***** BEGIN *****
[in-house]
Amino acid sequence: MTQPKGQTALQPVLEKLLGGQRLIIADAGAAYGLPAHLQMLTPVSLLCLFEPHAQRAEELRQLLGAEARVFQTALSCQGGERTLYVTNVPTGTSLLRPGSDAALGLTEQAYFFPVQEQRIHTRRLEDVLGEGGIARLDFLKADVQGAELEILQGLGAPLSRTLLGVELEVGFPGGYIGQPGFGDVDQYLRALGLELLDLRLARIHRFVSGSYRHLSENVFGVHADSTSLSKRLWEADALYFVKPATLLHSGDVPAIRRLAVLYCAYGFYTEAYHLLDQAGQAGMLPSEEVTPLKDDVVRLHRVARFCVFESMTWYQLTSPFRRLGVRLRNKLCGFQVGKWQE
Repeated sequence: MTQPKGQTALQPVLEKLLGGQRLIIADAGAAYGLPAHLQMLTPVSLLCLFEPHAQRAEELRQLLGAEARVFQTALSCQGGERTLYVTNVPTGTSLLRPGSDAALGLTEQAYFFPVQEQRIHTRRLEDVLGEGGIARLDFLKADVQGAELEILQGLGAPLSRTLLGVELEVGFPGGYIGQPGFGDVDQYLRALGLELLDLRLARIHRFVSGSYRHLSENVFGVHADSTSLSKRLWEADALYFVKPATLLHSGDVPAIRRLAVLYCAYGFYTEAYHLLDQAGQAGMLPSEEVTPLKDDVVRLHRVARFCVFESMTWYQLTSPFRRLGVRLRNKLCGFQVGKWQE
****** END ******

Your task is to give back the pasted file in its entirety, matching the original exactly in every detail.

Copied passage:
[in-house]
Amino acid sequence: MTQPKGQTALQPVLEKLLGGQRLIIADAGAAYGLPAHLQMLTPVSLLCLFEPHAQRAEELRQLLGAEARVFQTALSCQGGERTLYVTNVPTGTSLLRPGSDAALGLTEQAYFFPVQEQRIHTRRLEDVLGEGGIARLDFLKADVQGAELEILQGLGAPLSRTLLGVELEVGFPGGYIGQPGFGDVDQYLRALGLELLDLRLARIHRFVSGSYRHLSENVFGVHADSTSLSKRLWEADALYFVKPATLLHSGDVPAIRRLAVLYCAYGFYTEAYHLLDQAGQAGMLPSEEVTPLKDDVVRLHRVARFCVFESMTWYQLTSPFRRLGVRLRNKLCGFQVGKWQE
Repeated sequence: MTQPKGQTALQPVLEKLLGGQRLIIADAGAAYGLPAHLQMLTPVSLLCLFEPHAQRAEELRQLLGAEARVFQTALSCQGGERTLYVTNVPTGTSLLRPGSDAALGLTEQAYFFPVQEQRIHTRRLEDVLGEGGIARLDFLKADVQGAELEILQGLGAPLSRTLLGVELEVGFPGGYIGQPGFGDVDQYLRALGLELLDLRLARIHRFVSGSYRHLSENVFGVHADSTSLSKRLWEADALYFVKPATLLHSGDVPAIRRLAVLYCAYGFYTEAYHLLDQAGQAGMLPSEEVTPLKDDVVRLHRVARFCVFESMTWYQLTSPFRRLGVRLRNKLCGFQVGKWQE